Karin Blok was called to the Bar in British Columbia in May of 2013.
Karin articled with Fowler and Smith after graduating from law school in April of 2012. During her first two years of law school at the University of Saskatchewan she volunteered with Pro Bono Students Canada and the U of S Community Outreach Program. In the summer of 2011 she worked at Merrill Long & Co. in Nanaimo, B.C. practicing in areas including family, criminal and civil law. While attending the University of British Columbia in her third year of law school she volunteered with the Law Students Legal Advice Program providing supervised legal advice on the Downtown Eastside and representing clients in matters such as assault and landlord/tennant disputes.
Karin practices in the areas of criminal law and administrative law. She has experience in both jury and non-jury trials defending clients against allegations of murder, manslaughter, assault, drug offences, fraud and theft. She also has experience defending charges under the Wildlife Act and the Immigration and Refuge Protection Act. Karin also assists clients with obtaining or retaining their Transportation Security Clearances under the Marine Transportation Security Act. She has appeared in all levels of court in British Columbia, in Federal Court and at the Supreme Court of Canada. In September 2017 she became a member of the Law Society of the Yukon.
Member of the Law Society of British Columbia
Member, Law Society of the Yukon
Other Professional Activities
Karin is a member of the Trial Lawyers Association of British Columbia and the Criminal Defence Advocacy Society. She volunteers regularly with Access Pro Bono providing summary legal advice. In 2017 she co-authored a paper for the 2017 CBA National Criminal Justice Conference, “Regina v. Pino: developments in the Interpretation of Section 24(2) of the Charter and the ‘Obtained in a Manner’ Requirement”.
Education and Training
Karin received a Bachelor of Arts from Simon Fraser University in 2006. She completed the first two years of her law degree at the University of Saskatchewan before transferring to the University of British Columbia for her final year. She graduated with distinction from the University of Saskatchewan College of Law in 2012.
- R. v. Penner, 2019 BCCA 76
Successful appeal from manslaughter conviction (jury trial). Appeal court found that the trial judge erred in his charge to the jury. The charge (instructions to the jury) was inconsistent and confusing with regard to the elements of the two offences such that it was possible the jury convicted for manslaughter without having considered an essential element of the offence that had to be proved beyond a reasonable doubt.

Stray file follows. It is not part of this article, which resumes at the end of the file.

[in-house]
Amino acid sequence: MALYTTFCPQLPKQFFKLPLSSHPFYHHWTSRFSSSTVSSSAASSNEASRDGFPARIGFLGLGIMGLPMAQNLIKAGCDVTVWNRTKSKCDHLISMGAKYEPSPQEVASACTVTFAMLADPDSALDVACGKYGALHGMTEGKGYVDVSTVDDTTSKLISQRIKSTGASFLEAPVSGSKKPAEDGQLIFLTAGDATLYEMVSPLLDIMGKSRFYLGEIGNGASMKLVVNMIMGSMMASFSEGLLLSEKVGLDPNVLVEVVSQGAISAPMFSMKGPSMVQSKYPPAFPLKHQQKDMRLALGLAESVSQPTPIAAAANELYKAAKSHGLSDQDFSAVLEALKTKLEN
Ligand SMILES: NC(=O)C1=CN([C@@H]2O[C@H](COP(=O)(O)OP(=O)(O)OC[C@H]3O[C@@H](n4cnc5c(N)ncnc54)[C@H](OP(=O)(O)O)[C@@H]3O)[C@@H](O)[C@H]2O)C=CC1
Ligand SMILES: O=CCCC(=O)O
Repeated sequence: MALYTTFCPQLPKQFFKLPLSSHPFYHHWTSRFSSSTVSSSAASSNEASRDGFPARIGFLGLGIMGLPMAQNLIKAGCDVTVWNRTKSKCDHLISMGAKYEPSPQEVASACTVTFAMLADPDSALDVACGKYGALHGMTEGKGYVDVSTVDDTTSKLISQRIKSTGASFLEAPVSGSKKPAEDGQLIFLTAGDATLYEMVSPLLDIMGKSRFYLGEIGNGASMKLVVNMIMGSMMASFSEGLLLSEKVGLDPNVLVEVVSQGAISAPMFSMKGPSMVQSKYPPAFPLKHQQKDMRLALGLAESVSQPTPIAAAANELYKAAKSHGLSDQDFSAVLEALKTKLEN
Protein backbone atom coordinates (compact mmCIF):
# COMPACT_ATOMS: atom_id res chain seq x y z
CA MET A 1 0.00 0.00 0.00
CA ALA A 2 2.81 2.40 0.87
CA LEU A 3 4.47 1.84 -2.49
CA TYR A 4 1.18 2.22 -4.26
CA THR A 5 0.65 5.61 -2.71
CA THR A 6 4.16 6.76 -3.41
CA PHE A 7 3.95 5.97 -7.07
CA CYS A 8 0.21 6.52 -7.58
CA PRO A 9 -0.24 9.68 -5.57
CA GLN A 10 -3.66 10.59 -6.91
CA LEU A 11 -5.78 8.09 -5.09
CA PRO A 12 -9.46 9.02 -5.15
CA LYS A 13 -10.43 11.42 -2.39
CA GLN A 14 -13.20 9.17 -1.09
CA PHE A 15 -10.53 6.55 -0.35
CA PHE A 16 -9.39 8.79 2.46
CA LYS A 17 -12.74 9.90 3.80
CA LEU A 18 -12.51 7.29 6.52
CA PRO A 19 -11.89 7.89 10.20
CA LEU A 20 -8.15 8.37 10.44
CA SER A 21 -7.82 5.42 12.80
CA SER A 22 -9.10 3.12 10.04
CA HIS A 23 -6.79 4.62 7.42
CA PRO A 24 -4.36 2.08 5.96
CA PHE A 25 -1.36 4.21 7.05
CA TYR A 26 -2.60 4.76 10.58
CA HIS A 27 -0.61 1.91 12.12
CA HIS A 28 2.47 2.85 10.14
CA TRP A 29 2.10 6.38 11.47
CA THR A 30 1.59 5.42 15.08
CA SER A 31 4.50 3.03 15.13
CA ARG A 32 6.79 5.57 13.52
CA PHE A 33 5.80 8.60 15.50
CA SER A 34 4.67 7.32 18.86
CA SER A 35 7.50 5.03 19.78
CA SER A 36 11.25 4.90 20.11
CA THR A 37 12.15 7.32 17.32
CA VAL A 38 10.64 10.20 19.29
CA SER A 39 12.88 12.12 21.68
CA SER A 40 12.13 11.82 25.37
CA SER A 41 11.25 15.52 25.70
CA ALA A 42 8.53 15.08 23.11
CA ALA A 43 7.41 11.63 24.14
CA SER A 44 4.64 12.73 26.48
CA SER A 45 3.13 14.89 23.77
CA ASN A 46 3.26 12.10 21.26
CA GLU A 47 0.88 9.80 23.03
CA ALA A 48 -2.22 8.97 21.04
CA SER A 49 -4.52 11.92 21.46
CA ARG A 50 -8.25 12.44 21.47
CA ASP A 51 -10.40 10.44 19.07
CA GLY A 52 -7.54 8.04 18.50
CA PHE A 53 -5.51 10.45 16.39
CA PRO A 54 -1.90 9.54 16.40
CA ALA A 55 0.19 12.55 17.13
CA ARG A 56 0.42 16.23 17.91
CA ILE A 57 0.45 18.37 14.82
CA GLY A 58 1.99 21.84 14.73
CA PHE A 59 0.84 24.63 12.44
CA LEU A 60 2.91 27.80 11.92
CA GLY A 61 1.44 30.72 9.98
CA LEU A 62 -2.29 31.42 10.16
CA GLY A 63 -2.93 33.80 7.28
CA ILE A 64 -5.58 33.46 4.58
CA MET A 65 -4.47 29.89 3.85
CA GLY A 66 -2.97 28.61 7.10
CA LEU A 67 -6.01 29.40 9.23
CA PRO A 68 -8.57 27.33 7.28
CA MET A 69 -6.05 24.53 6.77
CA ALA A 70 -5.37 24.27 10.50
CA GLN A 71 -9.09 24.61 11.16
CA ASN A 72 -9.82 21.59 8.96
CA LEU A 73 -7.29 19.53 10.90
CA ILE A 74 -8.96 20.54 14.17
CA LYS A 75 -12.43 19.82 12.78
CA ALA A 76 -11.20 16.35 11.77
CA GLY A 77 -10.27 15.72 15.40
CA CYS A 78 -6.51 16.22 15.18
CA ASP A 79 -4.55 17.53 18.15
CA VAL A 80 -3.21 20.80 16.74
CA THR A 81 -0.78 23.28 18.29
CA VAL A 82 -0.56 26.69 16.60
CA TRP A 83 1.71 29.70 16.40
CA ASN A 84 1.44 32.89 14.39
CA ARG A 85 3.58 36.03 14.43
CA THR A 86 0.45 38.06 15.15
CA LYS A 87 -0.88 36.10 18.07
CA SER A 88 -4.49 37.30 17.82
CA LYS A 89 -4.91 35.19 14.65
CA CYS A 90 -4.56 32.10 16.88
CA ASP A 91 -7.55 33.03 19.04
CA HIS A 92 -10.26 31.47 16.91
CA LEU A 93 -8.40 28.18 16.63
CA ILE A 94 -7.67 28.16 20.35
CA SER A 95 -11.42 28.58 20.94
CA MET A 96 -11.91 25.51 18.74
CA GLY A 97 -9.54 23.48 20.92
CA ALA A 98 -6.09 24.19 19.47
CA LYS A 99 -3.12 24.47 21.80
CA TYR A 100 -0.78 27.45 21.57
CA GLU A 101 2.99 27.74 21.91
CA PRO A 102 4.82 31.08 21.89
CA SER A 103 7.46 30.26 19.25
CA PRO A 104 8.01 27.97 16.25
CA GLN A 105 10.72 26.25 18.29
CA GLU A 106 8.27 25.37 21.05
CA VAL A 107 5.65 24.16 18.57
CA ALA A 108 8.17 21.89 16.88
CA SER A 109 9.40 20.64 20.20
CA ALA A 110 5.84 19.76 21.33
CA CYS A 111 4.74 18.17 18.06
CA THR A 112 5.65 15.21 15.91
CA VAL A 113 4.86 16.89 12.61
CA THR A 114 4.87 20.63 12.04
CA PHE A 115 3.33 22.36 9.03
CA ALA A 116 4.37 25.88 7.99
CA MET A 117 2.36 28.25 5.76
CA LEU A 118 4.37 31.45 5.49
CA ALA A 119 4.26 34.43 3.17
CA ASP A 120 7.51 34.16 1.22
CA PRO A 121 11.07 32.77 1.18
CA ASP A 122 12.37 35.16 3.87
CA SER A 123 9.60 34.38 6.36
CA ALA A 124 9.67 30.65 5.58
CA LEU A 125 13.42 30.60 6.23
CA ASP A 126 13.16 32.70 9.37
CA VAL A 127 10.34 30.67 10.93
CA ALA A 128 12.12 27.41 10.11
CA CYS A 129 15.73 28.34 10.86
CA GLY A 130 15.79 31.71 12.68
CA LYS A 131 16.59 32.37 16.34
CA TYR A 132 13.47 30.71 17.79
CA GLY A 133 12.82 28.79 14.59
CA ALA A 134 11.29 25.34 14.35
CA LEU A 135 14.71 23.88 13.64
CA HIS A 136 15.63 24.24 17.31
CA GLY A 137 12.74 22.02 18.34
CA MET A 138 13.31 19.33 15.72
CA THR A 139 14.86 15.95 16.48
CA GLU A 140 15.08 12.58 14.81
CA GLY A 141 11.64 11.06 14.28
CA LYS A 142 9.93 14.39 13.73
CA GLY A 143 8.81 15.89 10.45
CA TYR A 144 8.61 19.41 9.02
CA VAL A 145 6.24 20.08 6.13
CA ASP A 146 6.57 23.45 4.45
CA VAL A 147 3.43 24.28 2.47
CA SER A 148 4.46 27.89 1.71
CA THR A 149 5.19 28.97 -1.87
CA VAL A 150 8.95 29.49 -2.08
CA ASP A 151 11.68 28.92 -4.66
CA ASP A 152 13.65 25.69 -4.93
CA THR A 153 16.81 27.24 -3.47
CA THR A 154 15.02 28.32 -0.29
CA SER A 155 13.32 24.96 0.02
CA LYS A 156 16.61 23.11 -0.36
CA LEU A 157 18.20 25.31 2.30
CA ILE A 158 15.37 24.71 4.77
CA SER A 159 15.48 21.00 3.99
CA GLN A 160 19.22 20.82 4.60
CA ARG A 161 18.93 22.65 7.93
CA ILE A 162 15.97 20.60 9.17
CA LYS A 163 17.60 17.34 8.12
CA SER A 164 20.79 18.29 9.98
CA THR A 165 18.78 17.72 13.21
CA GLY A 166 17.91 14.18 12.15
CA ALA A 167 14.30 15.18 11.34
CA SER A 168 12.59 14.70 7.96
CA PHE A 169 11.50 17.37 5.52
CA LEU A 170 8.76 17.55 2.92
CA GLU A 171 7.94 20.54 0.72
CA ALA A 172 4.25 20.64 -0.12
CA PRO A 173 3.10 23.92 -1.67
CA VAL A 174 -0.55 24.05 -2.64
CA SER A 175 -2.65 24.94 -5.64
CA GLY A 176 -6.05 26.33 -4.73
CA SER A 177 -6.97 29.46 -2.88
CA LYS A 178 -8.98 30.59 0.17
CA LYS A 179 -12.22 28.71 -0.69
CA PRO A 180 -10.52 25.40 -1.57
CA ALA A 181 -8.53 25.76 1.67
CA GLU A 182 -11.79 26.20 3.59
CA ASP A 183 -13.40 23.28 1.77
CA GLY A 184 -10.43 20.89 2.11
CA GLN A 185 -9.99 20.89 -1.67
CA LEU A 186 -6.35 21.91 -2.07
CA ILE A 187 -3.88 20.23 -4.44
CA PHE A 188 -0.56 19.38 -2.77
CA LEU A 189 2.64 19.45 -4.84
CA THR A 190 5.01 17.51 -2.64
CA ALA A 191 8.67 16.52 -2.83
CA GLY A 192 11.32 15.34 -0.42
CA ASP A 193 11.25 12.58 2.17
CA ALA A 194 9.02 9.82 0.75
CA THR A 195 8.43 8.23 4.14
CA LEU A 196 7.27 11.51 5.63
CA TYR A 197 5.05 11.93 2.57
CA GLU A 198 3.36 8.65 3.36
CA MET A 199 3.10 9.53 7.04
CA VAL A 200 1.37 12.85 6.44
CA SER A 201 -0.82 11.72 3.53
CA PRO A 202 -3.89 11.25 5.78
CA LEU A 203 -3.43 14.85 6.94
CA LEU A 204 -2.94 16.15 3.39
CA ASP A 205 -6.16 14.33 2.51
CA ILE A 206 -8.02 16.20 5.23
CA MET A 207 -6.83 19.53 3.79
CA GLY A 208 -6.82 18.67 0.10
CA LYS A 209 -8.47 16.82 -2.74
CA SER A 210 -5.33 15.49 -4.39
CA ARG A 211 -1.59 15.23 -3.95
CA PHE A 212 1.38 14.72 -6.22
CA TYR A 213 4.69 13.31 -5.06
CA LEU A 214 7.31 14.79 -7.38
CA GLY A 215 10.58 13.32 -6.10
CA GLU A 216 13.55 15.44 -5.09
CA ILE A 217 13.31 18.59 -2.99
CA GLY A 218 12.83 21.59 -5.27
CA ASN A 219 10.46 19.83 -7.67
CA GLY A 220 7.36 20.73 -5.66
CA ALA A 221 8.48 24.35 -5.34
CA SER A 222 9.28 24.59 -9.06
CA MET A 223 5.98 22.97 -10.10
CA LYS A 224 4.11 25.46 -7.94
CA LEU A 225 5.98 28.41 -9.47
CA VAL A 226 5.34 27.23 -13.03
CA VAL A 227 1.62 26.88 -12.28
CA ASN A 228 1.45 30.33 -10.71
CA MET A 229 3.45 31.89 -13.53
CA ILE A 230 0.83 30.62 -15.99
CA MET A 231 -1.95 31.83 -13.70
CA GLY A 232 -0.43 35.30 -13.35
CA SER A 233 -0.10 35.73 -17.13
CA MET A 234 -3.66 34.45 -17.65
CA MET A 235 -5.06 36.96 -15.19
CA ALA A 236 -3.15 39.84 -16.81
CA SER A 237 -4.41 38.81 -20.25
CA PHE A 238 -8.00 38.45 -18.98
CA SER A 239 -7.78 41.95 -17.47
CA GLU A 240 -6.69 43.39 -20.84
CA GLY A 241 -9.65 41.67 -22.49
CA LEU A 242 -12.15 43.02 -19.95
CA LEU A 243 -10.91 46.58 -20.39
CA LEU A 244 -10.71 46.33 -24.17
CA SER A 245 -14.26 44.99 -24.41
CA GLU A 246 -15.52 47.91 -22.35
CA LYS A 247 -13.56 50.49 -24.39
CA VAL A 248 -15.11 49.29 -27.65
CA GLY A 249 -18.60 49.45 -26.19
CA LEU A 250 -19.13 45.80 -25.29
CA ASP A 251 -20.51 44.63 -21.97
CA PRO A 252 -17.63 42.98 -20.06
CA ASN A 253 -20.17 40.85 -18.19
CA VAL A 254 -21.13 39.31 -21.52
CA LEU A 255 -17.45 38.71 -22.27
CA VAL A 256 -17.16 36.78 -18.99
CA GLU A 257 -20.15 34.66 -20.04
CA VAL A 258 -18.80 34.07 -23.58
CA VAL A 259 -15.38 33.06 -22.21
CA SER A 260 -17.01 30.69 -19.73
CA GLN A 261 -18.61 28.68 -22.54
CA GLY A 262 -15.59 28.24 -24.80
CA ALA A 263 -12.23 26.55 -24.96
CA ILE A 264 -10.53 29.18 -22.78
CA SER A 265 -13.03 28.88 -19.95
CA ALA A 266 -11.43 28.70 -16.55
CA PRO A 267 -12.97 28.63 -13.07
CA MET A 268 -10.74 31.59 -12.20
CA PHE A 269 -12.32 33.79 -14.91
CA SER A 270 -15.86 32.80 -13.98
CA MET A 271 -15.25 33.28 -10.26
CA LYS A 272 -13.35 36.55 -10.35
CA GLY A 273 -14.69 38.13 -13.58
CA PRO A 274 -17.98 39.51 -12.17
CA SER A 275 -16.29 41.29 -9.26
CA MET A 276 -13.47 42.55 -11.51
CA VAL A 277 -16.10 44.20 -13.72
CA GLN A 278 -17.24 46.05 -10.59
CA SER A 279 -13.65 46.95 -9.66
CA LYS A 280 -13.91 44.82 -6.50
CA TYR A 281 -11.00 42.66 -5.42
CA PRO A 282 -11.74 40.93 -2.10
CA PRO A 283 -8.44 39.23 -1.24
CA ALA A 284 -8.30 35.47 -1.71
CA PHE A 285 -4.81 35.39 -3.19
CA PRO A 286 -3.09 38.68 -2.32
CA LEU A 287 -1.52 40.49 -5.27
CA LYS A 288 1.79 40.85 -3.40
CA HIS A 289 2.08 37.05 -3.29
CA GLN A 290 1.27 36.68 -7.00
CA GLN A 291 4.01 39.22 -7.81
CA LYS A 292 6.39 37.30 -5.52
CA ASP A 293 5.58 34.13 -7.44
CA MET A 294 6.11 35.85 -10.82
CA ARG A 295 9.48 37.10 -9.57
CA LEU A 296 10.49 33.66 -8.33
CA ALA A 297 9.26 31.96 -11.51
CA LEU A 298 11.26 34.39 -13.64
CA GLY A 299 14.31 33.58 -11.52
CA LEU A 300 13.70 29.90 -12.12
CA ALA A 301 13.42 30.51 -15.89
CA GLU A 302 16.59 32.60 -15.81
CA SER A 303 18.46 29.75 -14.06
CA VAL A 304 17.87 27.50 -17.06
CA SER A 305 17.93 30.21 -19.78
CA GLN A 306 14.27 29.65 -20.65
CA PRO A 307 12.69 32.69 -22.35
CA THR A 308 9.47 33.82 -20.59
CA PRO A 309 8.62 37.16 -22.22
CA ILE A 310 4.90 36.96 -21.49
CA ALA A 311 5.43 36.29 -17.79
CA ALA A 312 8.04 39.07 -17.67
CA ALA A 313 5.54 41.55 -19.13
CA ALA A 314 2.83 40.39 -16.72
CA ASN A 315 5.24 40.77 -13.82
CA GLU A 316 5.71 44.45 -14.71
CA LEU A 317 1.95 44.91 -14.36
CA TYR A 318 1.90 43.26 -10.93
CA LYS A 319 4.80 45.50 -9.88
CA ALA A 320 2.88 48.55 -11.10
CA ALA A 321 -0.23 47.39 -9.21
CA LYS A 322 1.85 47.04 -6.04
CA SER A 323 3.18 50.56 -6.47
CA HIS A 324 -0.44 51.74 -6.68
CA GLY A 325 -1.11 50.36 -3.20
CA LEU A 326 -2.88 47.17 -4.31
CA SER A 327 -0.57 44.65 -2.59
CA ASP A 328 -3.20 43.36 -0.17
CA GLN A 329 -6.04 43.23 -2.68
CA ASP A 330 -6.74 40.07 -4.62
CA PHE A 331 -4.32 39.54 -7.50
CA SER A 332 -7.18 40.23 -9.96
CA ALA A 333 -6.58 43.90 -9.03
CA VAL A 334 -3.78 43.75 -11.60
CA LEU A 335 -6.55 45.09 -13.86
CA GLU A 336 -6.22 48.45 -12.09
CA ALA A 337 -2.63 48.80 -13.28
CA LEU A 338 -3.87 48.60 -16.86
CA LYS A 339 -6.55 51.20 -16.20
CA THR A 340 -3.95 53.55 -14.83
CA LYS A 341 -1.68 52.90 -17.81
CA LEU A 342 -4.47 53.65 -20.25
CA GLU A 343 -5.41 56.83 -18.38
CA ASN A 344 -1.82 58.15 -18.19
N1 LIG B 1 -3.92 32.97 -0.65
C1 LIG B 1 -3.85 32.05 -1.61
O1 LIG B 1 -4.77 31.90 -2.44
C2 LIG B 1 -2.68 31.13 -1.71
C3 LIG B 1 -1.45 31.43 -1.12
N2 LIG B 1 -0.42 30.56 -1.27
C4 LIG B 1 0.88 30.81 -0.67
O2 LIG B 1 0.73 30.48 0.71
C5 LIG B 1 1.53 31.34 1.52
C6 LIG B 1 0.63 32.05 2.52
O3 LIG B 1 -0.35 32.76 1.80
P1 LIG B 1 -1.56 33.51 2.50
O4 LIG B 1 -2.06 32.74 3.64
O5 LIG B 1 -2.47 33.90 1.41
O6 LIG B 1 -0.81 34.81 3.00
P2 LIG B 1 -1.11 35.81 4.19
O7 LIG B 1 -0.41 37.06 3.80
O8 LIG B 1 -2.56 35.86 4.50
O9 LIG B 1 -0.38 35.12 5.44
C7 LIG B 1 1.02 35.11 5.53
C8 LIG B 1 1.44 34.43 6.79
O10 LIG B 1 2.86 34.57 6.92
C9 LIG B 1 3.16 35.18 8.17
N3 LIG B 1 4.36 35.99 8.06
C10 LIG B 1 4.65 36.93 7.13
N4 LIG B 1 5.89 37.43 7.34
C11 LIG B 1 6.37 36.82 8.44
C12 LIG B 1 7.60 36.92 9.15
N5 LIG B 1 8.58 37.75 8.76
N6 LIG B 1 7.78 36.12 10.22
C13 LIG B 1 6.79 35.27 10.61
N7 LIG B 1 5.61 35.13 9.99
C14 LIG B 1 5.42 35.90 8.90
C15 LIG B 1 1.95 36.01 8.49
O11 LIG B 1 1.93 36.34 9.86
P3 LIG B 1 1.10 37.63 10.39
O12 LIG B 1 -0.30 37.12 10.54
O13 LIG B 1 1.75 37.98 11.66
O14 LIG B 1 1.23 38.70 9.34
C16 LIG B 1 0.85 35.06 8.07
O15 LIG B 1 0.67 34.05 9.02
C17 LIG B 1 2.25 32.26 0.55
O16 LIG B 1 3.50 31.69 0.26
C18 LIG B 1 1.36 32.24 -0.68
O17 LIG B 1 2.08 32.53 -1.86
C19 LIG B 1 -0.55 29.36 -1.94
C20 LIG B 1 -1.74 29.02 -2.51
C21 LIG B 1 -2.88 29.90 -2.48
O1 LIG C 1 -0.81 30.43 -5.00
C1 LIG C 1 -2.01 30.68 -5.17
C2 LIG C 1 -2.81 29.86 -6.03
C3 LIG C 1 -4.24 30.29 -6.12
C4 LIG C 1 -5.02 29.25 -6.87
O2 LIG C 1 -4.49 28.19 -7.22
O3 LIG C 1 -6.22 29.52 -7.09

- R. v. Grant, 2019 BCCA 369
Appeal allowed and new trial ordered in sexual assault case. Appeal successfully challenged how the judge handled the evaluation of the credibility of the accused and the complainant. The appeal court also found that the cross-examination of the accused on his sexual history was prejudicial and irrelevant, and that the judge misused the evidence in treating it as diminishing the accused’s credibility.
- R. v. Park, 2018 BCSC 1632
Accused acquitted of second-degree murder. The trial judge concluded that the Crown had failed to prove the identity of the person who inflicted the victim’s injuries and failed to prove that the victim’s injuries resulted from an unlawful act as opposed to an accident. The trial judge agreed with the defence that the Crown’s theory of motive was “preposterous.”
- R. v. Dick, 2018 BCCA 343
Appeal allowed and a new trial ordered for accused convicted of sexual assault. The Court of Appeal, in a unanimous judgment, agreed that the trial judge failed to provide sufficient reasons for accepting the evidence of the complainant and rejecting the evidence of the accused.
- R. v. Chung, 2018 BCPC 133
Accused acquitted of dangerous driving causing death. The court recognized the fatal and tragic consequences arising from the accused’s excessive speed but agreed with the defence that there was at least a reasonable doubt that the accused’s conduct constituted a marked departure from the standard of a reasonably prudent driver. Cross examination at trial revealed that the accused’s excessive speeding was “momentary.”
- R. v. Bradshaw 2017 SCC 35
Link to Webcast
- R. v. Walker 2017 BCSC 1301
- R. v. Orr 2016 BCSC 2062
- R. v. Orr 2016 BCSC 2064
- R. v. Davidson 2015 BCPC 335
- R. v. Leung 2014 BCSC 1894
- R. v. Law and Lai 2013 BCPC 393
- R. v. Leung 2013 BCSC 1230